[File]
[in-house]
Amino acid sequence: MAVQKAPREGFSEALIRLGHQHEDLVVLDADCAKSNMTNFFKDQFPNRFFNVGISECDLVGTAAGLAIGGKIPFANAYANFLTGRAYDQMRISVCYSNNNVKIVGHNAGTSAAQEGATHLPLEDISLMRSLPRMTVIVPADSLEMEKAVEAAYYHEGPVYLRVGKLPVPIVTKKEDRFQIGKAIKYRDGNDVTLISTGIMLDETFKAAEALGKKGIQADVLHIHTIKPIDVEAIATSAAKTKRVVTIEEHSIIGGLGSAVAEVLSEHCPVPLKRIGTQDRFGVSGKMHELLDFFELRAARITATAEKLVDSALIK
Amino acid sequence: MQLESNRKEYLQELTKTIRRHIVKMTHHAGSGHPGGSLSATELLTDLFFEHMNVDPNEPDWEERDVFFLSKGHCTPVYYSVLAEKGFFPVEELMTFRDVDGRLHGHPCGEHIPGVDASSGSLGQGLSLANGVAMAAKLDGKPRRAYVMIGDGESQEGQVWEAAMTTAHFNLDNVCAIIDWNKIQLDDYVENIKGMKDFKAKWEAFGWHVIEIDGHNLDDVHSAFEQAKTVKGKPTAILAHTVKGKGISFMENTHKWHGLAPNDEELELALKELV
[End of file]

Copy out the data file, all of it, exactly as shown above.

[in-house]
Amino acid sequence: MAVQKAPREGFSEALIRLGHQHEDLVVLDADCAKSNMTNFFKDQFPNRFFNVGISECDLVGTAAGLAIGGKIPFANAYANFLTGRAYDQMRISVCYSNNNVKIVGHNAGTSAAQEGATHLPLEDISLMRSLPRMTVIVPADSLEMEKAVEAAYYHEGPVYLRVGKLPVPIVTKKEDRFQIGKAIKYRDGNDVTLISTGIMLDETFKAAEALGKKGIQADVLHIHTIKPIDVEAIATSAAKTKRVVTIEEHSIIGGLGSAVAEVLSEHCPVPLKRIGTQDRFGVSGKMHELLDFFELRAARITATAEKLVDSALIK
Amino acid sequence: MQLESNRKEYLQELTKTIRRHIVKMTHHAGSGHPGGSLSATELLTDLFFEHMNVDPNEPDWEERDVFFLSKGHCTPVYYSVLAEKGFFPVEELMTFRDVDGRLHGHPCGEHIPGVDASSGSLGQGLSLANGVAMAAKLDGKPRRAYVMIGDGESQEGQVWEAAMTTAHFNLDNVCAIIDWNKIQLDDYVENIKGMKDFKAKWEAFGWHVIEIDGHNLDDVHSAFEQAKTVKGKPTAILAHTVKGKGISFMENTHKWHGLAPNDEELELALKELV